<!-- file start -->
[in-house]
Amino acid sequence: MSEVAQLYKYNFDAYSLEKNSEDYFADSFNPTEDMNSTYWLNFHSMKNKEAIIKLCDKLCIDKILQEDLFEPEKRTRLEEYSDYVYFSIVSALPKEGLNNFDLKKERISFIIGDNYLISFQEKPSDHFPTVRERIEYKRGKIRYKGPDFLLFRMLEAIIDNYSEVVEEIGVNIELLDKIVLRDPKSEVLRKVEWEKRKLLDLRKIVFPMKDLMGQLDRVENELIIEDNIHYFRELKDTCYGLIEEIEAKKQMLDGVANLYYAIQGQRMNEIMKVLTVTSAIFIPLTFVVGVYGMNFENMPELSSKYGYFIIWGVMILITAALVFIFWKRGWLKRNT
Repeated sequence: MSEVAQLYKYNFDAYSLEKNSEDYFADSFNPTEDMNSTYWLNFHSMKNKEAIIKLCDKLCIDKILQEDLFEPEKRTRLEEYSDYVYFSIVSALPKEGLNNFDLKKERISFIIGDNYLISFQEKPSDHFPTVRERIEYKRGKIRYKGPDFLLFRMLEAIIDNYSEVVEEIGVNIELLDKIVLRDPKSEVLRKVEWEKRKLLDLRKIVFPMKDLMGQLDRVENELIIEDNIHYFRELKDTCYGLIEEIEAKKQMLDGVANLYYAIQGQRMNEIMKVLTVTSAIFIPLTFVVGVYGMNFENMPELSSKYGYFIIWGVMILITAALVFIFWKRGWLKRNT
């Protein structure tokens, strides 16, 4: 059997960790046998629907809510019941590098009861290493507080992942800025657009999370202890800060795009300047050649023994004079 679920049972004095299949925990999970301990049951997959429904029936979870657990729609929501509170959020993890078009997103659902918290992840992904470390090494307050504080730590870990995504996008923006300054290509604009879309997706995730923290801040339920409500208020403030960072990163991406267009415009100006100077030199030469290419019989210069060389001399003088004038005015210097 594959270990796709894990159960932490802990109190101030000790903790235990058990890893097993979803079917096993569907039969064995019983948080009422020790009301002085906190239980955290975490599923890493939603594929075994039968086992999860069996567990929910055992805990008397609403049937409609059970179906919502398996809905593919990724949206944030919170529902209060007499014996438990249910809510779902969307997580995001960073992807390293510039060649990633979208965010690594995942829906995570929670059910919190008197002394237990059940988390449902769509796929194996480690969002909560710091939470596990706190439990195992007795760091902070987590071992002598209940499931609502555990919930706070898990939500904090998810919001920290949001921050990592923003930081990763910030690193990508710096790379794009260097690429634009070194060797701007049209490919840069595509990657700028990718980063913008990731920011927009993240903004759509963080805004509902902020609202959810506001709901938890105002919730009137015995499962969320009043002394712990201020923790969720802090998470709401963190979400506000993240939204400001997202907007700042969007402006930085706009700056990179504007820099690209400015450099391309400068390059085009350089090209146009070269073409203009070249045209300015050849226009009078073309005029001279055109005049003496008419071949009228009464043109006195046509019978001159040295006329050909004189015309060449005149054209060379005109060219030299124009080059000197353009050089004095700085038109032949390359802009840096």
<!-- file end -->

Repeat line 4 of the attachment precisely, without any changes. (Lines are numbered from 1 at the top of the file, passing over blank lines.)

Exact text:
């Protein structure tokens, strides 16, 4: 059997960790046998629907809510019941590098009861290493507080992942800025657009999370202890800060795009300047050649023994004079 679920049972004095299949925990999970301990049951997959429904029936979870657990729609929501509170959020993890078009997103659902918290992840992904470390090494307050504080730590870990995504996008923006300054290509604009879309997706995730923290801040339920409500208020403030960072990163991406267009415009100006100077030199030469290419019989210069060389001399003088004038005015210097 594959270990796709894990159960932490802990109190101030000790903790235990058990890893097993979803079917096993569907039969064995019983948080009422020790009301002085906190239980955290975490599923890493939603594929075994039968086992999860069996567990929910055992805990008397609403049937409609059970179906919502398996809905593919990724949206944030919170529902209060007499014996438990249910809510779902969307997580995001960073992807390293510039060649990633979208965010690594995942829906995570929670059910919190008197002394237990059940988390449902769509796929194996480690969002909560710091939470596990706190439990195992007795760091902070987590071992002598209940499931609502555990919930706070898990939500904090998810919001920290949001921050990592923003930081990763910030690193990508710096790379794009260097690429634009070194060797701007049209490919840069595509990657700028990718980063913008990731920011927009993240903004759509963080805004509902902020609202959810506001709901938890105002919730009137015995499962969320009043002394712990201020923790969720802090998470709401963190979400506000993240939204400001997202907007700042969007402006930085706009700056990179504007820099690209400015450099391309400068390059085009350089090209146009070269073409203009070249045209300015050849226009009078073309005029001279055109005049003496008419071949009228009464043109006195046509019978001159040295006329050909004189015309060449005149054209060379005109060219030299124009080059000197353009050089004095700085038109032949390359802009840096």